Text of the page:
The Wayne Public School District voted to move ahead with a massive energy-saving plan that’s expected to save the district $10 million.
The Board of Education approved the plan at a meeting last week.
The project will cost about $10.2 million, said Business Administrator Juanita Petty. The district will finance the project with funds that have already been set aside for such upgrades and improvements, officials previously said.
The district will pay for the project over the next 15 years and will have to save enough money annually to pay for the improvements.
Superintendent Ray Gonzalez previously said that the project would be done at “no cost to the township taxpayers.”
The first round of upgrades will cost $9.3 million. It includes installing 16,000 LED and high-efficiency light bulbs and fixtures, lighting sensors, and automatic temperature control systems inside and outside all of the district’s schools. Thirteen of the district’s 35 boilers will be replaced.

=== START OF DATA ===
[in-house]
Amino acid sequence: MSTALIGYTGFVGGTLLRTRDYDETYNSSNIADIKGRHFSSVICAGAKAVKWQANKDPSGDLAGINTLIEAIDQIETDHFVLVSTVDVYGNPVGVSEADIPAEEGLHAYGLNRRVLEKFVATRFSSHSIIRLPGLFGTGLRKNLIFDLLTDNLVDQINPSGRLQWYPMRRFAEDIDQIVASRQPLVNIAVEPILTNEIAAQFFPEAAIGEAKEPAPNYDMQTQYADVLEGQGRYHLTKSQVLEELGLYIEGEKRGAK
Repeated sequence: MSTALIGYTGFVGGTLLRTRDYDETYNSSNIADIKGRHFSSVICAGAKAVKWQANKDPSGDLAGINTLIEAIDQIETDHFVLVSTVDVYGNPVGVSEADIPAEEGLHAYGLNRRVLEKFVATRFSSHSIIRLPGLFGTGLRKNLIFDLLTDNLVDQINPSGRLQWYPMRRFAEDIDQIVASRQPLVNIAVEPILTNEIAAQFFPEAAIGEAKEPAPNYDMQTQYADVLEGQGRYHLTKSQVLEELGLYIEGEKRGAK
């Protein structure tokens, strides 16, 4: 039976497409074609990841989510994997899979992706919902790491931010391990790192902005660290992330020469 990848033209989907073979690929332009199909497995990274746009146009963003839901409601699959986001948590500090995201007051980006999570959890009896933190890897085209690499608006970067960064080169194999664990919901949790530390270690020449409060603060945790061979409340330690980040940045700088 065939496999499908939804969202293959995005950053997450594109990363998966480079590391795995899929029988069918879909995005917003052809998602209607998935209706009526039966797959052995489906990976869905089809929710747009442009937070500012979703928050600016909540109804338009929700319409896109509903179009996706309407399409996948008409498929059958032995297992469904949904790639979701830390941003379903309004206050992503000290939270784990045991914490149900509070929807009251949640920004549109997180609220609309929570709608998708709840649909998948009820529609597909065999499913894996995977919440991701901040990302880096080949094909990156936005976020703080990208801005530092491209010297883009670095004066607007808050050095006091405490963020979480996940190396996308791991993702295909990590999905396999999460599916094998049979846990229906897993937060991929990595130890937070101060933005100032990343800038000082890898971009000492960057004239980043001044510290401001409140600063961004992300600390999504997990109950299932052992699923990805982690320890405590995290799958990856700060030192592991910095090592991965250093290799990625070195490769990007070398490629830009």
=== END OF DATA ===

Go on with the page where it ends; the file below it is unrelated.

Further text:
Automated lighting and temperature control systems will be installed first. Wireless lighting sensors will “look” for occupants. The existing temperature controls, Gonzalez said, require “extensive continuing maintenance.” The new system would require less maintenance and improve energy efficiency by more than 20 percent.
The second tier upgrades include installing new steam traps and improved controls on freezer and refrigeration units. These upgrades are expected to cost $875,000.
The district will receive an estimated $1.1 million in rebates from the state Board of Public Utilities’ Energy Savings Improvement Program. The district will receive the money in four payments once work is done.
Officials estimate the project will cut 5.7 million pounds of carbon dioxide out of the district’s carbon footprint, the equivalent of removing 543 vehicles from the road.
Work is expected to begin next June.